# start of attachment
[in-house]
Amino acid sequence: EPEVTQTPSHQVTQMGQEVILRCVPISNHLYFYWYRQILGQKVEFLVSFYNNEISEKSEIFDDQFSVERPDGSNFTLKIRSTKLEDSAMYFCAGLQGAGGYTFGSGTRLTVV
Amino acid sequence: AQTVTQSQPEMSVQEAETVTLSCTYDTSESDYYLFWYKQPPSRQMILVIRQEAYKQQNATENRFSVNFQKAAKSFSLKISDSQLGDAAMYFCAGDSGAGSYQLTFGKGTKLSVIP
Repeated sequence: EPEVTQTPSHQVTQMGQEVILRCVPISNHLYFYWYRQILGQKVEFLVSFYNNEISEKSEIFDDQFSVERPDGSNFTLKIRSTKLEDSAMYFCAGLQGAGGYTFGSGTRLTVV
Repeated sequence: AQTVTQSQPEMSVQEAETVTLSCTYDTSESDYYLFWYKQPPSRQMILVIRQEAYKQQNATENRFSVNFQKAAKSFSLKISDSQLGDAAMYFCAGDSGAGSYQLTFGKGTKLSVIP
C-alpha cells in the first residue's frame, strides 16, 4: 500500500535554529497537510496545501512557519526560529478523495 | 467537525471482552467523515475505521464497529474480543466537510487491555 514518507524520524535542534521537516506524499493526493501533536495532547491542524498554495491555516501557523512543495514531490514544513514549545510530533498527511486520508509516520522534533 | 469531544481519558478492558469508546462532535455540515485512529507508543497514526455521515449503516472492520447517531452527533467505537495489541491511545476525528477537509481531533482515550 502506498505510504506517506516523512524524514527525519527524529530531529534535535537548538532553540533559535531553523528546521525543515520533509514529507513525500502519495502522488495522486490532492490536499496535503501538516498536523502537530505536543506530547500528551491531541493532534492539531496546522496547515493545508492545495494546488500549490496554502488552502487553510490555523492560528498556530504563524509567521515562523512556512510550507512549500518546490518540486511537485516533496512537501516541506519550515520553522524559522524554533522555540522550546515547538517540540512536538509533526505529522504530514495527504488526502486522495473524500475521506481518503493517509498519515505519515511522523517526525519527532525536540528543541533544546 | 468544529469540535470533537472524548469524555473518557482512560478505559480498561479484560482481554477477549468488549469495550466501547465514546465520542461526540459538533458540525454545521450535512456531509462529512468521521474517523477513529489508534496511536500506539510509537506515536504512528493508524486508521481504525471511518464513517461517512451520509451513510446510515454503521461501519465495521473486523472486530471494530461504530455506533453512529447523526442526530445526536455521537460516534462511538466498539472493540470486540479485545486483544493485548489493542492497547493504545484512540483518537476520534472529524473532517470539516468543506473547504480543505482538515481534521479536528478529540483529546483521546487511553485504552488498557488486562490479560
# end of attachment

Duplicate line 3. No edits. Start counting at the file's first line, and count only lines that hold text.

Amino acid sequence: AQTVTQSQPEMSVQEAETVTLSCTYDTSESDYYLFWYKQPPSRQMILVIRQEAYKQQNATENRFSVNFQKAAKSFSLKISDSQLGDAAMYFCAGDSGAGSYQLTFGKGTKLSVIP